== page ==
by a report released yesterday by prepared by the staff of anotner cancelled. The three companies the FBI said they did not find by the agents of either of these comment yesterday. Mobe
Rep. Howard Robison (R-NY), New York member of Congress were Shortline of Binghamton, the contacts "intimidating." agencies (FBI or ICC) in tie cited However, the ACLU is interested plaine
other officials are looking into specified the following charges: N.Y., National Trailways, and the "There was no pressure from the cases," he said. in a related case in New York City. ing th
the complains, and those affected, -A Canadian company contact- Hudson Transit Co. of Harriman, FBI whatsoever," said S. T. Par- "Such cancellations as there At a press conference there 'Ihus- at chu
especially in up-state New York, ed for subcontracting buses to an Pa. rish of the National Trailways Co. were were brought about either day the executive director of the in Wa
are continuing to level charges. American cab company was told -Suffolk county police contact- when contacted by The Daily yes- by the Canadian government" of New York ACLU, Aryeh Neier, HeF
The people who say their bus ar- by a high Canadian .overnment ed the Student Mobilization Com- terday. "They have not exerted other valid causes not involving said he had a documented rase in in wh
,rangments were fouled up by fed- official not to rent the buses for miteee at Stonybrook College and any force on anything." Parrish federal agencies. which FBI agents demanded that ton t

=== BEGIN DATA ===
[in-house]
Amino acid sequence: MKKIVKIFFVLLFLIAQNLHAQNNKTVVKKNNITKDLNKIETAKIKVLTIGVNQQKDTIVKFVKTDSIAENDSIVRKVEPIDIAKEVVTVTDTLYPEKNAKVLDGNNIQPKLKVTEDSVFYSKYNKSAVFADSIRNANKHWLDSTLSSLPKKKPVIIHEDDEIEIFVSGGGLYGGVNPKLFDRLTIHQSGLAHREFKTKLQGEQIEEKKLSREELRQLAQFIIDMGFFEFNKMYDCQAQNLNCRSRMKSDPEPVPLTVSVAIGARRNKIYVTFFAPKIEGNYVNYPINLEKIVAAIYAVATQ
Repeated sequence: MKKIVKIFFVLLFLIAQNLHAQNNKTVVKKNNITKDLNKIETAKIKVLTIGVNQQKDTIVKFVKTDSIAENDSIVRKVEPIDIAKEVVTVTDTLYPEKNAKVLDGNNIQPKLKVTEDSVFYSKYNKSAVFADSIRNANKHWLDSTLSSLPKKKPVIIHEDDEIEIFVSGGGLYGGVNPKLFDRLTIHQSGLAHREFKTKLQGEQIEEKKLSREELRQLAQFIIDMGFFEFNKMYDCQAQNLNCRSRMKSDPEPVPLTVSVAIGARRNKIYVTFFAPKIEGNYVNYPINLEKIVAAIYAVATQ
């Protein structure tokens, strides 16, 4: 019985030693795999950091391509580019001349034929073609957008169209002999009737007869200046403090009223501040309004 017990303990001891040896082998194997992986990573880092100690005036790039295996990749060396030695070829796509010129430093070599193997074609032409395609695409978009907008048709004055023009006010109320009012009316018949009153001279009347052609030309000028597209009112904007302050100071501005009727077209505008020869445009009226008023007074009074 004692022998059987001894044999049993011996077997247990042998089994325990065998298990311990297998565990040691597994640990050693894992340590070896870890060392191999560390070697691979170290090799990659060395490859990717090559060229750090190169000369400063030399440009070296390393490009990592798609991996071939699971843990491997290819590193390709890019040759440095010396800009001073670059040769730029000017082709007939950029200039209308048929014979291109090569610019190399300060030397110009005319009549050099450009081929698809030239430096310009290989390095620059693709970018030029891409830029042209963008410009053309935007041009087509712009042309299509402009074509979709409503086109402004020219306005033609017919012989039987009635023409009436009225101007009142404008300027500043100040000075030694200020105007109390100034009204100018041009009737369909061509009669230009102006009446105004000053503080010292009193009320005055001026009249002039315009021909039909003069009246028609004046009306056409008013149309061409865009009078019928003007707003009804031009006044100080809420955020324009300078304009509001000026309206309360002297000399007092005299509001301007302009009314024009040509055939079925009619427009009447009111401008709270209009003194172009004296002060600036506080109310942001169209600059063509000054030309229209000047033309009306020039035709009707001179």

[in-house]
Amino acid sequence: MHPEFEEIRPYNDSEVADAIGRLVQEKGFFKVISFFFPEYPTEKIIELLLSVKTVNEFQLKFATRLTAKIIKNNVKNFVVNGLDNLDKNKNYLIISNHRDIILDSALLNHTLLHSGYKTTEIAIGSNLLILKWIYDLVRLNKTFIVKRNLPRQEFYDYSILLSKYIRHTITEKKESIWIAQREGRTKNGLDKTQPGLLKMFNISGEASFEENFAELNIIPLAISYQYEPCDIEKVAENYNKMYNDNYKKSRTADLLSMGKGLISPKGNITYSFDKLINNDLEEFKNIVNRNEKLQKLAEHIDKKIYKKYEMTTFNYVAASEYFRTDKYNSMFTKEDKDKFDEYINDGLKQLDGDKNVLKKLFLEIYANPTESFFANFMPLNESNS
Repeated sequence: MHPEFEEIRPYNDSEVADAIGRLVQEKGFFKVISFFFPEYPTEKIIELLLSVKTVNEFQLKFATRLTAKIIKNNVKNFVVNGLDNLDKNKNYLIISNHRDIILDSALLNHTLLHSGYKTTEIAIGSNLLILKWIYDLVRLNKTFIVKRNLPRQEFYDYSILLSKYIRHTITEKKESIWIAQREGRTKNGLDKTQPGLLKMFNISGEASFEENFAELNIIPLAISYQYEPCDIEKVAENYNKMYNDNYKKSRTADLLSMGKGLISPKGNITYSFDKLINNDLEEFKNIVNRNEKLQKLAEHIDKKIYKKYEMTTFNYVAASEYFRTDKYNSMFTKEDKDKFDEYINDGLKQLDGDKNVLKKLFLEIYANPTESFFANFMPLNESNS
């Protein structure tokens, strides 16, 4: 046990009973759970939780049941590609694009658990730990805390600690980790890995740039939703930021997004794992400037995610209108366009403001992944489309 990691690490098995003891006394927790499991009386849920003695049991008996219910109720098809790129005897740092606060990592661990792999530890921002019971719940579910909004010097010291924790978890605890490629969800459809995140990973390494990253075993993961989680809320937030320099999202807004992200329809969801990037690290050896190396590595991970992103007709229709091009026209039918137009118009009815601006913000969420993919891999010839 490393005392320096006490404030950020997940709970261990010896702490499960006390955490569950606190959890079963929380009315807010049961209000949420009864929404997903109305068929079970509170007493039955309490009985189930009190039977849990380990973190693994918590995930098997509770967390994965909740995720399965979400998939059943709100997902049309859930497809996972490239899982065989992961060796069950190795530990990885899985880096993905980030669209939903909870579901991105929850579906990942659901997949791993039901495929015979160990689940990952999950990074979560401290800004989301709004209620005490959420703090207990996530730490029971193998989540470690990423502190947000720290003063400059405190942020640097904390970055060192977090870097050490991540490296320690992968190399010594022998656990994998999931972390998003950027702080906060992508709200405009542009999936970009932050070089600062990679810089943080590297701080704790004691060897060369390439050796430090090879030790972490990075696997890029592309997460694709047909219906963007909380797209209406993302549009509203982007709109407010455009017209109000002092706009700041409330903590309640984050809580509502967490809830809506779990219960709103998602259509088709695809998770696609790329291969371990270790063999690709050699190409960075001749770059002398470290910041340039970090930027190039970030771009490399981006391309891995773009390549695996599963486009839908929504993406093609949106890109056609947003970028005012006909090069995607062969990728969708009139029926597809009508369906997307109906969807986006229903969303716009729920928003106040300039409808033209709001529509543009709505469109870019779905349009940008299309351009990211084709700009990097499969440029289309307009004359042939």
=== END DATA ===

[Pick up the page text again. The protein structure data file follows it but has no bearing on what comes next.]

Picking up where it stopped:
eral officials - students at the the march. said if they tried to move any said the FBI simply wanted in- A congressional aid said that two senior executives of a large before
State University of New York- "There seem to nave been ir- buses with "SDS types" on them formation on the number of buses although they may not be able bus charter agency in New York leave.
Harpur College - maintain that dications," the report said, "that they would be stopped and checked going to Washington and their to make a case for specific viola- let them see and copy records of See
harters for Washington.
r said this was clearly a
of "illegal FBI activity in-
g chartering buses."
despite the apparent clari-
ns in the other cases in New
State, New Mobilization of-
are still extremely dis-
ed at the difficulties they
had in arranging bus and
transportation to Washing-
know the FBI has been in-
In a number of cases," said
Y Lens, a member of the New
steering committee. He ?om-
d that FBI agents were mak-
ieir presence noticeably felt
rches and movement centers
shington and elsewhere.
also cited a case in Chicago
ich buses for the Washing-
rip were cancelled shortly
they were scheduled to
Lens said someone from the
CONGRESSIONAL, Page 8
SPACE CENTER, Houston ( -- Three Americans blasted
off yesterday on man's second trip to the moon's surface. A
quick check of the lunar lander Intrepid revealed no damage
from the scary brush with earth's lightning-spiked clouds at